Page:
Or it may not be a sensor at all. It could be an output from a Programmable Logic Controller (PLC) or other source that is internally powered.

2-wire Sensors (Low-side Shunt)

Okay, this can get confusing for first-time  4-20 mA current loop users.

Yes, it is possible to both power the sensor and measure the current it draws over the same two wires. In the 2-wire examples shown here, only two wires connect the sensor to its power supply, and the sensor draws current from it in direct proportion to the mechanical property that it measures. As current changes, the voltage developed across resistor “R” will change, thus providing a signal that’s suitable to connect to a measuring instrument like a data logger or data acquisition antabuse system.

In most situations, care should be taken to place the resistor in the low-side of the loop as shown here, as opposed to the high-side. Doing so will allow non-isolated instruments to make the measurement. In the next section, I’ll deal with a high-side shunt placement and discuss these cautions in more detail.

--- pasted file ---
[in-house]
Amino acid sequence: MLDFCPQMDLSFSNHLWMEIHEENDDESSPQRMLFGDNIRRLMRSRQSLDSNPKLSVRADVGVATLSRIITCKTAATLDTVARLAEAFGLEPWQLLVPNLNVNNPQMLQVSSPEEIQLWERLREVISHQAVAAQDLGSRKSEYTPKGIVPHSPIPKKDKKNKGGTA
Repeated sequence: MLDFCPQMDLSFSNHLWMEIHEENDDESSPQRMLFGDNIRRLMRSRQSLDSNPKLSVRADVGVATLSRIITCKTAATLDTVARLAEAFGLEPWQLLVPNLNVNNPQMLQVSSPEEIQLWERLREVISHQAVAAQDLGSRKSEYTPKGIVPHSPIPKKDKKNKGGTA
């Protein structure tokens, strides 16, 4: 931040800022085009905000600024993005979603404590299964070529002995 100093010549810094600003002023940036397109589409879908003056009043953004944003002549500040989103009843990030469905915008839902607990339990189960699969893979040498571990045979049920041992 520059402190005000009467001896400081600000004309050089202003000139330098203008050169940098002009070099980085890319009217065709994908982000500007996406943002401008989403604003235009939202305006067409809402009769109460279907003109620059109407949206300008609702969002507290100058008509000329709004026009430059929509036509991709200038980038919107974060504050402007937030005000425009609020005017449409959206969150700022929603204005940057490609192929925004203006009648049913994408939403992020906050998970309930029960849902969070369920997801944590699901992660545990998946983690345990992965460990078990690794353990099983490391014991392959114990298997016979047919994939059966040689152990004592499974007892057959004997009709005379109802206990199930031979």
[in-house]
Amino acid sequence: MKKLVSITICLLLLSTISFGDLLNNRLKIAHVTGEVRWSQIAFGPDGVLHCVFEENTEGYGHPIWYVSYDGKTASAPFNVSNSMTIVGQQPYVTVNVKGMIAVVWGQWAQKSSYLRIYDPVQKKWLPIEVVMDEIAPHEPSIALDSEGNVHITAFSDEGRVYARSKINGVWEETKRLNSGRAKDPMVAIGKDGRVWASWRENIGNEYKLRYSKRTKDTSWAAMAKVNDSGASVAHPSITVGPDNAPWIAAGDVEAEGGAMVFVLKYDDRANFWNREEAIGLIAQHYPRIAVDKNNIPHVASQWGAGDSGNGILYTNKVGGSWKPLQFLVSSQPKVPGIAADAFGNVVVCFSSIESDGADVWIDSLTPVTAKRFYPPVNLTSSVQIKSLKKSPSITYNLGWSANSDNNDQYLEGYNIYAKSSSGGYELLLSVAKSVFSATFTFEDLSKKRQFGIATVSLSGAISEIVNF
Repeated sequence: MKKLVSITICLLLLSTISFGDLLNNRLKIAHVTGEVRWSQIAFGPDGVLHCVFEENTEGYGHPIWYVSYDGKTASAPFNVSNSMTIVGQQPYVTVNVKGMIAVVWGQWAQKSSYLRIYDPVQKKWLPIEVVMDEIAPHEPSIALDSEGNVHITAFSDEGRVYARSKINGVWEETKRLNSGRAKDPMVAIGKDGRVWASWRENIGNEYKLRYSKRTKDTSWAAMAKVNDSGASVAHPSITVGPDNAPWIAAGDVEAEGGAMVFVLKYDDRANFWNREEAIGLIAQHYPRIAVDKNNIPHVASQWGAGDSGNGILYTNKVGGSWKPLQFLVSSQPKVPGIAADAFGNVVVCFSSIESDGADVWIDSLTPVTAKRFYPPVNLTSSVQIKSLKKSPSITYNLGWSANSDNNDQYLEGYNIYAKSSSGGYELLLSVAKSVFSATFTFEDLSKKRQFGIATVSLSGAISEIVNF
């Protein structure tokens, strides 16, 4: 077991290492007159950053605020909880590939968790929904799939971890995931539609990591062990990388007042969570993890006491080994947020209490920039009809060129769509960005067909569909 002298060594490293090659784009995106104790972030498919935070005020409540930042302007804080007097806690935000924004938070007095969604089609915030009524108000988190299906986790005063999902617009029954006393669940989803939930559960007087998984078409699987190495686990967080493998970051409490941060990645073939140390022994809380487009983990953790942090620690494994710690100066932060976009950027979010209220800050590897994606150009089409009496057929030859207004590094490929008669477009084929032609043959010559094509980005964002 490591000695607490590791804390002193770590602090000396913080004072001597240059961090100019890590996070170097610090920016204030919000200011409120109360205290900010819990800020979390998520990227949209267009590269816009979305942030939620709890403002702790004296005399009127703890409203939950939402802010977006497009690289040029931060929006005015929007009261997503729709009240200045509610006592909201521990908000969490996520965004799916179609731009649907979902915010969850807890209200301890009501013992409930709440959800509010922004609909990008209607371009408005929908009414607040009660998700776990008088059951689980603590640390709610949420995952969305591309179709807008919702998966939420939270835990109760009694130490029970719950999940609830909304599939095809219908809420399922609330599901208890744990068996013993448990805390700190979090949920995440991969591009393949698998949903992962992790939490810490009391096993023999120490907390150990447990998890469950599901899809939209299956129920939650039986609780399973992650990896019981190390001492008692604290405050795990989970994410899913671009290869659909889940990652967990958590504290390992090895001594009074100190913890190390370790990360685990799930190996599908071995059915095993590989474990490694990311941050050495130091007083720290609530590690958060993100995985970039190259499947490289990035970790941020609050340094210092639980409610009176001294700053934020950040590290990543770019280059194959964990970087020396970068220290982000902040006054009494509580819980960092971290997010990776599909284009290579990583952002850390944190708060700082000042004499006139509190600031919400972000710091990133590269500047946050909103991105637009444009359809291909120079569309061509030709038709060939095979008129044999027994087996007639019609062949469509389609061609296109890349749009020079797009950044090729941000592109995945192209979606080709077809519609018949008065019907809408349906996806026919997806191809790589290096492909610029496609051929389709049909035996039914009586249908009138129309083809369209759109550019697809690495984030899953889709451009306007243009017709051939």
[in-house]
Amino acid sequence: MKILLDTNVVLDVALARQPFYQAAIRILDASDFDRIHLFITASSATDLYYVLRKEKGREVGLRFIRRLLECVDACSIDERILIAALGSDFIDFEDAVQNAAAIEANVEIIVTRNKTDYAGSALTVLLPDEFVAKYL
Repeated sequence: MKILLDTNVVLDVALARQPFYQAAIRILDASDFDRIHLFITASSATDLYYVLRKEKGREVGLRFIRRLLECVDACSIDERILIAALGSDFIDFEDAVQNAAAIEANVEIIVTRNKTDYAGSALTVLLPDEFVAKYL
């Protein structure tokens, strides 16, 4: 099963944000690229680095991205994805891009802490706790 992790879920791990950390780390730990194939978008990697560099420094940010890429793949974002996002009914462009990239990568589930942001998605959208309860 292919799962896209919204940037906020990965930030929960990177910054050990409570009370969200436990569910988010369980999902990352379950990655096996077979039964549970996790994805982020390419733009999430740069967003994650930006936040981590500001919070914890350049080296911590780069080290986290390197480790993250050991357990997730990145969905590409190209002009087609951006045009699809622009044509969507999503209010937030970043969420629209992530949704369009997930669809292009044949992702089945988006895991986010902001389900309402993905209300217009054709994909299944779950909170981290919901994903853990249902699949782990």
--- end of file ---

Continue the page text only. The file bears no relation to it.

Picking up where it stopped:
2-wire Sensors (High-side Shunt)

This configuration is almost exactly like the low-side, 2-wire approach, but it places the shunt resistor in the high-side of the loop. Note that while the voltage across the resistor is proportional to the current drawn by the sensor (just like the low-side approach), there is also a common mode voltage (CMV) present on either side to ground. On one side to ground the CMV is equal to the supply voltage. On the other side to ground it’s equal to the supply voltage, less the voltage dropped by the resistor (v).

The presence of the CMVs places conditions on the instrument that you use to measure v. Specially, the instrument needs to have an isolated front end so it can float to the level of the CMV and still successfully make the measurement. Try this with a non-isolated, single-ended instrument and you will short-circuit the sensor to ground. A non-isolated differential instrument will either saturate or provide erroneous results.

3-wire Sensors